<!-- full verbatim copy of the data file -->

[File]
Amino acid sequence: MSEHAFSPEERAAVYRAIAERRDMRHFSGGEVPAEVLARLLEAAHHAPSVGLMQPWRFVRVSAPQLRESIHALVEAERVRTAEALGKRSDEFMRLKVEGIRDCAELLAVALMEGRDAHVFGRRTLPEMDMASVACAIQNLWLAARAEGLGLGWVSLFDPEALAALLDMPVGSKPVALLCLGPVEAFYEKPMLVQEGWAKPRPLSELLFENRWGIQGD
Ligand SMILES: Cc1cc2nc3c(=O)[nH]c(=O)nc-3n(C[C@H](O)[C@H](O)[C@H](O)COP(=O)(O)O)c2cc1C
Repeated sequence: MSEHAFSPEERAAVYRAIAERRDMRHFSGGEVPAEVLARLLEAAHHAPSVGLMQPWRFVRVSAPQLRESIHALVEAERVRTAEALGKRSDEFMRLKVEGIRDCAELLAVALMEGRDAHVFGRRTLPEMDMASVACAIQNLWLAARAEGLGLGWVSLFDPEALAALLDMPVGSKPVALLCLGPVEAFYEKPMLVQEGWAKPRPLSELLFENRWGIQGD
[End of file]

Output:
Amino acid sequence: MSEHAFSPEERAAVYRAIAERRDMRHFSGGEVPAEVLARLLEAAHHAPSVGLMQPWRFVRVSAPQLRESIHALVEAERVRTAEALGKRSDEFMRLKVEGIRDCAELLAVALMEGRDAHVFGRRTLPEMDMASVACAIQNLWLAARAEGLGLGWVSLFDPEALAALLDMPVGSKPVALLCLGPVEAFYEKPMLVQEGWAKPRPLSELLFENRWGIQGD
Ligand SMILES: Cc1cc2nc3c(=O)[nH]c(=O)nc-3n(C[C@H](O)[C@H](O)[C@H](O)COP(=O)(O)O)c2cc1C
Repeated sequence: MSEHAFSPEERAAVYRAIAERRDMRHFSGGEVPAEVLARLLEAAHHAPSVGLMQPWRFVRVSAPQLRESIHALVEAERVRTAEALGKRSDEFMRLKVEGIRDCAELLAVALMEGRDAHVFGRRTLPEMDMASVACAIQNLWLAARAEGLGLGWVSLFDPEALAALLDMPVGSKPVALLCLGPVEAFYEKPMLVQEGWAKPRPLSELLFENRWGIQGD